12 Career Lessons From A Professional Coach
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Find The Right Resources To Help You
Prep, Push, Pivot is a career coaching guide for minority women in the workplace. I’m a career coach, but I recognise that most people just don’t have access to the one-to-one support coaching provides. So, I wanted to create a resource that can support you whether you’re looking for a new job, trying to position yourself for a promotion, figuring out how to make a career pivot, or trying to balance achieving your career goals as a working parent. Building your career can be lonely and figuring out how to get unstuck is hard to do on your own.
Prepare For The Struggle
As a Black woman, when I was growing up I was told by my family that I’d have to work twice as hard if I wanted to get ahead. I accepted that, but it takes much more than hard work to be successful in the workplace. Studies after studies show that minority women remain the most underrepresented group in the corporate pipeline. We are hired at lower rates, we are promoted at lower rates, we are paid at lower rates. As a result of this, what it takes to cover out a career is often debilitating and exhausting. When the road is this long, and this steep, we need all the support we can get. Breaking barriers is painful. And, it can be equally painful on the other side once you do.
Know That Change Is Possible At Any Age
As a career coach, my work is about helping others overcome career challenges and I work with professionals who range in age from their 20s to their late 50s. No one is immune from facing challenges at work, even professionals who are perceived as highfliers will have periods where they need support. The past two years have been so hard, so recognise what you’ve accomplished just by navigating such a tumultuous time with so much change. Next, spend some time thinking about what you what to experience as you look ahead. Write a list and circle what matters to you most. Then come up with a few ideas of how you can make adjustments, or what you may need to make positive changes. When you start making shifts towards what you want, or need, you will start to feel better.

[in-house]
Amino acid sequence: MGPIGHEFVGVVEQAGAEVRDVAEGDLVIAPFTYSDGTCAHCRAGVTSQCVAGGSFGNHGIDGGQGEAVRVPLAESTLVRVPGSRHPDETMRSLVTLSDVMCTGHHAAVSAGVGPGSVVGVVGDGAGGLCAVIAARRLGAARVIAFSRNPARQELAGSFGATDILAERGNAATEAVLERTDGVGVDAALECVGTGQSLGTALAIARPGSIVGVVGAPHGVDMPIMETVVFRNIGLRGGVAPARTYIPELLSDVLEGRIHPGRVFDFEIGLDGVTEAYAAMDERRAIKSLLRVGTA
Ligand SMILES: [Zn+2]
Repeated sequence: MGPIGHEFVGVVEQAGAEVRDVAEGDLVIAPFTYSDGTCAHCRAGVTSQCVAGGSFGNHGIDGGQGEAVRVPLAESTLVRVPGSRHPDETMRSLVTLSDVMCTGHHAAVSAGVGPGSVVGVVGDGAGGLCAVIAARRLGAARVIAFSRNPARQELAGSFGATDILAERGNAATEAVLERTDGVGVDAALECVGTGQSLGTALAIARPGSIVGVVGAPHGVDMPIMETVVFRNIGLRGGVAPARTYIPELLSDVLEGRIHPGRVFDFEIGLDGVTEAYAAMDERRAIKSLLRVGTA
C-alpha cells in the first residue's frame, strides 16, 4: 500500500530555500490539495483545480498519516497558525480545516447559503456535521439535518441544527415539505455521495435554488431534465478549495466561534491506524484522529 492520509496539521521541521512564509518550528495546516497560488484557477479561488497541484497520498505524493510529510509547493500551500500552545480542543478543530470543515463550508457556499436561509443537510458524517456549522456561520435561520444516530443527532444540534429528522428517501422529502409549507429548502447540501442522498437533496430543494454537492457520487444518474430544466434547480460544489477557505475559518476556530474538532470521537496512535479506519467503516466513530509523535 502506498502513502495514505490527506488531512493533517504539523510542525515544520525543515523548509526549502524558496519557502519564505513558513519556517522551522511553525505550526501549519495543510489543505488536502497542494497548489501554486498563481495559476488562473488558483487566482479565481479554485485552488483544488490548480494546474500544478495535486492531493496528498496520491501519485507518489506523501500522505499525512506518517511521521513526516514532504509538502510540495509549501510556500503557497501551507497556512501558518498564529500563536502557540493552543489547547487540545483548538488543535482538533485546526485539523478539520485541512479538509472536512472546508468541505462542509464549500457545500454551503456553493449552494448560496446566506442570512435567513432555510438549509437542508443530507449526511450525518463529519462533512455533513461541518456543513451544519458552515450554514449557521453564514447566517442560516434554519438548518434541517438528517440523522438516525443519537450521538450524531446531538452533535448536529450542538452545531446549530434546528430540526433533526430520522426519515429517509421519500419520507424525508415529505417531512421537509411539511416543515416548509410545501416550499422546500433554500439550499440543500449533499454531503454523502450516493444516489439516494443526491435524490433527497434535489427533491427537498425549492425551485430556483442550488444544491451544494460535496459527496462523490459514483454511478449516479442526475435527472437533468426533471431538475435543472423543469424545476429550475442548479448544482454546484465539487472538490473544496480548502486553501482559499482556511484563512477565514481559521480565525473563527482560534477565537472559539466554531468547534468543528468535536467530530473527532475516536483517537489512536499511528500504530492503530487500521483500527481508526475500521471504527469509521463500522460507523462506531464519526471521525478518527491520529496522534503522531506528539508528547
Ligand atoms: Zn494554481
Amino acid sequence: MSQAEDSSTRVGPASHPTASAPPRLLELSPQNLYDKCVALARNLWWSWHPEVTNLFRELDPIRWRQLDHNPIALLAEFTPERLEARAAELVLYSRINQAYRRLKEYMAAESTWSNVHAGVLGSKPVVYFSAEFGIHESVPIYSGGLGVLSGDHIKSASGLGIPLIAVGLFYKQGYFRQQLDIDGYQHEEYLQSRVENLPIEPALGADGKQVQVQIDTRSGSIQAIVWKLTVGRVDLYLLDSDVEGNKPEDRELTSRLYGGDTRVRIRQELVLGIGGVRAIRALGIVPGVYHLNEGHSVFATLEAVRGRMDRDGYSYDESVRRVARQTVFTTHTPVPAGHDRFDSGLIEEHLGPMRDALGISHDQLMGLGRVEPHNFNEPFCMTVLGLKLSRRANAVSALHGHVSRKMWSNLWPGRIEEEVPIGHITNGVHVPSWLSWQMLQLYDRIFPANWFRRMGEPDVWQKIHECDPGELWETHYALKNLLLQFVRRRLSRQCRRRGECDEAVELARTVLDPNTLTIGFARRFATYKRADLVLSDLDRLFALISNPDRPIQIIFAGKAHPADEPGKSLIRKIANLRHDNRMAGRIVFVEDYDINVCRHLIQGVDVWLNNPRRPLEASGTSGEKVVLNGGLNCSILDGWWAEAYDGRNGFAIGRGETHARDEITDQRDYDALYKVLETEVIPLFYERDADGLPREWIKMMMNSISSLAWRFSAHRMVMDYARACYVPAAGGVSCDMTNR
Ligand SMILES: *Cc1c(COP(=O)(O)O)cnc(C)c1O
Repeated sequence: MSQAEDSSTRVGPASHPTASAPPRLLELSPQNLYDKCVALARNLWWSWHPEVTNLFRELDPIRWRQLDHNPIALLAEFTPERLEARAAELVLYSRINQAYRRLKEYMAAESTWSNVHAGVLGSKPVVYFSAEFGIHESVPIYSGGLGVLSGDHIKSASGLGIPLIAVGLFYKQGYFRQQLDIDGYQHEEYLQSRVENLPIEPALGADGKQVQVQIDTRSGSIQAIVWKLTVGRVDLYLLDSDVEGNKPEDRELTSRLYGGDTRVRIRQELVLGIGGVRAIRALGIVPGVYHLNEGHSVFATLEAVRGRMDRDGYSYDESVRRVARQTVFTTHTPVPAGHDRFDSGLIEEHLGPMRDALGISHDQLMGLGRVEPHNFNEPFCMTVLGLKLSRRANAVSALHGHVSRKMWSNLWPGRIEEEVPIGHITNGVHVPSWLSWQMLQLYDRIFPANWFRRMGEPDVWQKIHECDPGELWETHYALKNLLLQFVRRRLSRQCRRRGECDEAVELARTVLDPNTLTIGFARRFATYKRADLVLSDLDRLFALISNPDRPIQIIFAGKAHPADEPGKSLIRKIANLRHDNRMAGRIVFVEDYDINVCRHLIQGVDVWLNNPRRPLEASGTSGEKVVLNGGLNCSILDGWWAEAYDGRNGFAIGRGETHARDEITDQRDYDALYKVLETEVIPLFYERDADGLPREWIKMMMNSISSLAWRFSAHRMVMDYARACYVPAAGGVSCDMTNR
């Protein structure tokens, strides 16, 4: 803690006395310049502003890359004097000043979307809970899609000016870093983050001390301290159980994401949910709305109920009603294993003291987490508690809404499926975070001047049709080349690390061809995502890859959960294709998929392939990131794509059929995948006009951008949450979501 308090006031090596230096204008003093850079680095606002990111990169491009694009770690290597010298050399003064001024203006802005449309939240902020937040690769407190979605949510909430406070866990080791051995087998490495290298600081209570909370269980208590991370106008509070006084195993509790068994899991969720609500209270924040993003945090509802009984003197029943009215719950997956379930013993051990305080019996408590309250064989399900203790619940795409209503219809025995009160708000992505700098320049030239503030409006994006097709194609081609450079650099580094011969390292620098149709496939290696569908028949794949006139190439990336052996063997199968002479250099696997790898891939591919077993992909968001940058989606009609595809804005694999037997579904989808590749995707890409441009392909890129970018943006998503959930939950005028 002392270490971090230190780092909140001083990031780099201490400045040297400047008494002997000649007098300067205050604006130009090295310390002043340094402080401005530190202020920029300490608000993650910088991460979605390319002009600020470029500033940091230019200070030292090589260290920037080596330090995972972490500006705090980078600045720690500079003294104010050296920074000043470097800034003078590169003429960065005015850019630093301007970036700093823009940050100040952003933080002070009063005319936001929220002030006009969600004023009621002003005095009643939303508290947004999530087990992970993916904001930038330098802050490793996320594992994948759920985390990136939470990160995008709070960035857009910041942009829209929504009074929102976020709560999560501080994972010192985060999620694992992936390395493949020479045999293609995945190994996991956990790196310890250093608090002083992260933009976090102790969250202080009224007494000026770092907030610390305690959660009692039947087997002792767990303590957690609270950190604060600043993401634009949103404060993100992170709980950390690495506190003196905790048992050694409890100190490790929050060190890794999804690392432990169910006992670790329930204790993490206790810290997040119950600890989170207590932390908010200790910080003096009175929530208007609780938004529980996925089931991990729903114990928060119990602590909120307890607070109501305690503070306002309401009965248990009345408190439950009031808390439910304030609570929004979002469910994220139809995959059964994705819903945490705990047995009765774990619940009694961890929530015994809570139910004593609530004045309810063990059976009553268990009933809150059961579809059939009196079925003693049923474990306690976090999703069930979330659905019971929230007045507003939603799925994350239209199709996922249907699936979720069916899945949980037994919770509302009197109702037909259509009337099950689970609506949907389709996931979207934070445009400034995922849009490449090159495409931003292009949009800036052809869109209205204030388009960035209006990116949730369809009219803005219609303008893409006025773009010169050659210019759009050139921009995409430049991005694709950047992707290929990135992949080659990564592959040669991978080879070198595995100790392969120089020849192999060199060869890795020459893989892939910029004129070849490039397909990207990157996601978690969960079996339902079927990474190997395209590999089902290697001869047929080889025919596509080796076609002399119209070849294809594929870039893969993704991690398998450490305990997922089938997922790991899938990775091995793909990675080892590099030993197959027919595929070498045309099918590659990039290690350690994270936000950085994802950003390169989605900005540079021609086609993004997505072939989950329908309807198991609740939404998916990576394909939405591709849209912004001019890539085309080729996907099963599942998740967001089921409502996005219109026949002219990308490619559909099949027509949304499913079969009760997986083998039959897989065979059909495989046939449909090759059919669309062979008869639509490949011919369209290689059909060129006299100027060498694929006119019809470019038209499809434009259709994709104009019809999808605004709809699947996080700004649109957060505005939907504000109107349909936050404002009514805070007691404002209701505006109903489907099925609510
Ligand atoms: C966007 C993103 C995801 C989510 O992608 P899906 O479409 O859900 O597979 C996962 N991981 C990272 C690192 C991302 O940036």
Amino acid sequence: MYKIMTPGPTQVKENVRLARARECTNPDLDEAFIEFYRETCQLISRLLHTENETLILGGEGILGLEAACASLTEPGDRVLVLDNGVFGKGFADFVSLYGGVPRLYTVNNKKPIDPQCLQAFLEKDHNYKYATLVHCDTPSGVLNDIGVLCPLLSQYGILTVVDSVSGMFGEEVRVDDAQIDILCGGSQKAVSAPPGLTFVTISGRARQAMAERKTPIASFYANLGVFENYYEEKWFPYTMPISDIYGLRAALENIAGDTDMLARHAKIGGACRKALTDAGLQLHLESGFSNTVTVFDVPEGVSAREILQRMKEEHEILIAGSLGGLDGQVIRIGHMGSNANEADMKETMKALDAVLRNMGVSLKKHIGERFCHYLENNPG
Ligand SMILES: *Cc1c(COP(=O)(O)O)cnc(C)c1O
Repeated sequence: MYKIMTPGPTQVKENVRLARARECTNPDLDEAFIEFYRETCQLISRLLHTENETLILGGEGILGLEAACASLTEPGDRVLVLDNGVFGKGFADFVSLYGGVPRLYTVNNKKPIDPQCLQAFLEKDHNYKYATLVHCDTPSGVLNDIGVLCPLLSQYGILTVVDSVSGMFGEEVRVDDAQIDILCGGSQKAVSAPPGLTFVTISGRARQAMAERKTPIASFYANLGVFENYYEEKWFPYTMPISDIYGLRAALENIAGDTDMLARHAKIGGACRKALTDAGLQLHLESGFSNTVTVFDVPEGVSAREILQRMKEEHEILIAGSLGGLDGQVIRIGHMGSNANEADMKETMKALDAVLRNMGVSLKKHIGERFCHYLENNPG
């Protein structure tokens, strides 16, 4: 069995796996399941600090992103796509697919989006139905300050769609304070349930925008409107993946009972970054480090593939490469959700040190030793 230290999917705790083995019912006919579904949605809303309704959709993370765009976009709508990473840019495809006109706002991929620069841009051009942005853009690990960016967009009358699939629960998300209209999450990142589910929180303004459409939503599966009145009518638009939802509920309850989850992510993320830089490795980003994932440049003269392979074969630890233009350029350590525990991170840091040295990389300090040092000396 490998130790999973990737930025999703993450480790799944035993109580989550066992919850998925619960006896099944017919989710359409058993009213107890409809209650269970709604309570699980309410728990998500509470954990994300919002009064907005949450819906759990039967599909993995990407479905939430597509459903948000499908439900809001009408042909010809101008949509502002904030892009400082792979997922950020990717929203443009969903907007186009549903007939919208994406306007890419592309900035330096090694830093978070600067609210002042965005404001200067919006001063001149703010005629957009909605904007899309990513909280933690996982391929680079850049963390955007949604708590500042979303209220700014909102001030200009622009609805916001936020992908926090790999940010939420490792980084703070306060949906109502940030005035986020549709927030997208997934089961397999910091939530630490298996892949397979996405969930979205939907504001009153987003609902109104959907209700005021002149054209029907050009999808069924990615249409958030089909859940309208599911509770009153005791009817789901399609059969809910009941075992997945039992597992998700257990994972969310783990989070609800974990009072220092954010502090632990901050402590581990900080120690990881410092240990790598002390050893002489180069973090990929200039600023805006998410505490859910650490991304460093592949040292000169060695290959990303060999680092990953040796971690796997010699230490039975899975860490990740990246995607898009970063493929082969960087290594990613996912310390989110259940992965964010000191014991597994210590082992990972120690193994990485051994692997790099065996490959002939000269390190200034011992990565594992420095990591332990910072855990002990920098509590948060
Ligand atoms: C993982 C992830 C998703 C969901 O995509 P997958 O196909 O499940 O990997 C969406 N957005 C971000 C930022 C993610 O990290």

Ask Yourself Questions To Get Unstuck
For many of us, there comes a moment when we feel like we’ve hit a wall. Feeling stuck isn’t fun, especially if your role feels like it’s demanding for all the wrong reasons. In my book, there’s an exercise that can help you identify what you need, and how to move forward. It’s a set of 15 questions that help you uncover what matters most to you at work. Some of those questions are “What makes me feel excited and inspired about my work?” and “What’s on my must-have list when it comes to the work I do next?” Doing this self-reflection allows you to get clear on what you want. Then you can assess whether your current situation provides opportunities for you to do that, or move closer towards what you want.
Remember The Four Cs
Career pivots can be large or small, and while changing direction to try something new can be exciting, but also terrifying at the same time. Whether you’re looking to make a shift or a seismic change, I believe there’s four things you need – creative thinking, confidence, connections and commitment. Get creative, start filtering your ideas and asking deeper questions about how you could explore moving closer to what you want. To make a career leap you need to make a decision, act on the decision, and find an employer who believes in you. Self-confidence will be your secret weapon. No one will believe in you if you don’t believe in yourself. Start talking to others about your goals because you never know what connections, recommendations or referrals may come your way. Stay committed, this means being persistent but also patient. But most of all, be ambitious. Keep working towards what you really want.
Get ‘In The Zone’ For Job Interviews
Give yourself time to get “into the zone” before the interview begins. If you’re feeling nervous, work on your breathing and focus your mind on the times when you’ve performed well at work. Review your list of accomplishments and practice saying your responses to standard interview questions out loud. That way when the time comes you’ll feel more confident. Be positive and enthusiastic but remember to pace yourself. You don’t need to state all your key achievements in response to the first question. Remember, you wouldn’t be called to interview if you couldn’t do the role.
Build A Three-Month Plan When You Start A New Job